Sgt. First Class Robert Abbott could be the poster boy for US Army recruiting.
Angular, well-spoken and zealous, he is to the Army what sportscaster Dick Vitale is to college basketball, a nonstop talker willing to preach the gospel to any moderately interested prospect.
But this year, his bosses at Recruiting Command at Fort Knox, Ky., want him to be one other thing: a bigger man on campus.
After neglecting America's high schools last year and scrambling to find new soldiers elsewhere, the Army's 5,000 recruiters are back in force, reestablishing ties with their local schools.
This shift in focus back into high schools is occurring all over the country. It marks a return to the battle-tested methods that Army recruiters have used since the advent of the all-volunteer force in the 1970s and its popular pitch, "Be all that you can be."
Army officials say it's important because they have more control over the quality they are getting when they can go into schools, sign up kids for the delayed-entry program, and in some cases work with them to get them into better shape before they hit basic training.
"When the mission gets high and we have an immediate need, we have to go elsewhere," says Michael Kuzma, plans and policy branch chief at Army Recruiting Command at Fort Knox, Ky.
In 1997, immediate need meant cruising malls, department stores, and fast food joints in order to find prospects that could quickly be turned into enlistees to feed an insatiable personnel beast.
"It is hard to work the local high school program and work a large volume of grads," Kuzma explains.
Last year, with a crunching goal of putting nearly 90,000 new soldiers into the Army, recruiters like Sergeant Abbott were forced to sign up prospects as quickly as they could. That meant neglecting high school students for whom they would have to wait anywhere from several months to a year to send to basic training.
This year, with a new mission of almost 20,000 fewer soldiers, recruiters can head back to campus in force.
The Army says the benefits of being back in school are obvious. In addition to reemphasizing the service's "stay in school, stay off drugs" message, recruiters can also begin the often arduous task of wooing young adults earlier to help identify those interested in the military's college-fund benefits.
"For me to be successful, I've got to be in the high schools. That's my market," says Abbott, a 15-year soldier who recently completed a three-year tour as a drill sergeant at nearby Fort Jackson.
That Abbott would move from drill sergeant to recruiter - perhaps the two most challenging jobs in the military - says much about the Army's priorities. Recruiting Command made its year-end goal in 1997 only after lowering it by about 5,000 new soldiers. And this year, recruiters are facing the double challenge of declining interest in military careers and a red-hot civilian economy. In South Carolina, for example, unemployment is at 2.4 percent.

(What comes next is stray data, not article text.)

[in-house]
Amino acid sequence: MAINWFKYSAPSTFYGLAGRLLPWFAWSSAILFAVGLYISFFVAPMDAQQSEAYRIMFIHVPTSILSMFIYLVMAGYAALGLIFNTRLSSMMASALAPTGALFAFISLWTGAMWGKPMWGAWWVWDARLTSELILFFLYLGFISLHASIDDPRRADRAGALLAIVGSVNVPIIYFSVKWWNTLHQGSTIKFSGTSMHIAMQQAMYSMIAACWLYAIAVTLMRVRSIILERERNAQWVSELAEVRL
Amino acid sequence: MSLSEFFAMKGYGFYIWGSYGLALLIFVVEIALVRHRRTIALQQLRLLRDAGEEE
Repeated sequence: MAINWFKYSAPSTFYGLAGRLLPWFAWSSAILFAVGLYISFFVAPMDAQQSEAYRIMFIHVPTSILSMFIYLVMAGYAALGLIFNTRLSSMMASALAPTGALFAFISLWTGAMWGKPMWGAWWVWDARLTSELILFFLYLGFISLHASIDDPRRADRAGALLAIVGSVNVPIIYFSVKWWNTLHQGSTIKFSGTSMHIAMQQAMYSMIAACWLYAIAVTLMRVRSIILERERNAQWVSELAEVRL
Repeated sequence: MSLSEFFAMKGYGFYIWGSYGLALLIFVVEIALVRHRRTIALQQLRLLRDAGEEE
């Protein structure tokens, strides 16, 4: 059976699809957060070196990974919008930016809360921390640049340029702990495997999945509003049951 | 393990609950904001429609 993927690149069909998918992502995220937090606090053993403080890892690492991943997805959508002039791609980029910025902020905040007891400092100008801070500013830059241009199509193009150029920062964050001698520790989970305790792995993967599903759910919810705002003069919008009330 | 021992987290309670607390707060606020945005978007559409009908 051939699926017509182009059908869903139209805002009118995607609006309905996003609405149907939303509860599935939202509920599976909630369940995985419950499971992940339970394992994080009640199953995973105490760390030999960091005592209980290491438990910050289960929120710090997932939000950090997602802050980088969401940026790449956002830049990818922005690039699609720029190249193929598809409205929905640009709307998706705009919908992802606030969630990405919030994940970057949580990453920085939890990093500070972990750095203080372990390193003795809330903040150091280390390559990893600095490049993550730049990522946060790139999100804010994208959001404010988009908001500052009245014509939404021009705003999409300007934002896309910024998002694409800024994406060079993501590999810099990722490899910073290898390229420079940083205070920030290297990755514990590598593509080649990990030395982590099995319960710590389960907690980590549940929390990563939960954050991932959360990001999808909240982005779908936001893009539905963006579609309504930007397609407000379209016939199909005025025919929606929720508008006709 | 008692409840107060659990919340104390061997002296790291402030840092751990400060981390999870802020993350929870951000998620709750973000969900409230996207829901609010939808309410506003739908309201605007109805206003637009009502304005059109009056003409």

Such challenges are not daunting to Abbott, who says he sees himself in many of the young people he recruits.
"I came out [of high school] as an average student, with C's and I thought, 'I'll attack the world, and get a good job.' A lot of these kids expectations are a little higher than reality," he says.
On the 20-minute drive from his storefront office to a nearby high school, Abbott points to the many small businesses he has already visited as "an ambassador for the Army." His goal this year is to talk to every student at Lexington S.C. High School - including about 600 seniors - while also visiting three other schools that are now part of his turf. At Lexington Vocational School, he woos a classroom of students who've returned to complete their high school education after briefly leaving the system. As 20 kids listen with rapt attention, he begins a process that he hopes will one day bear fruit.
Only recently has the Army joined recruiters from the other services at the sprawling campus near Columbia, S.C.
"You can pick a good job, have good hours, and if you don't like the service after three years, you can move on," he tells them as he is peppered with questions about driving tanks and single parents enlisting.
Concluding, he sounds a bit like a bright-eyed guidance counselor.
"If you're unsure what you want to do with your life, come talk to an Army recruiter," Abbott says, preparing to leave for another nearby high school.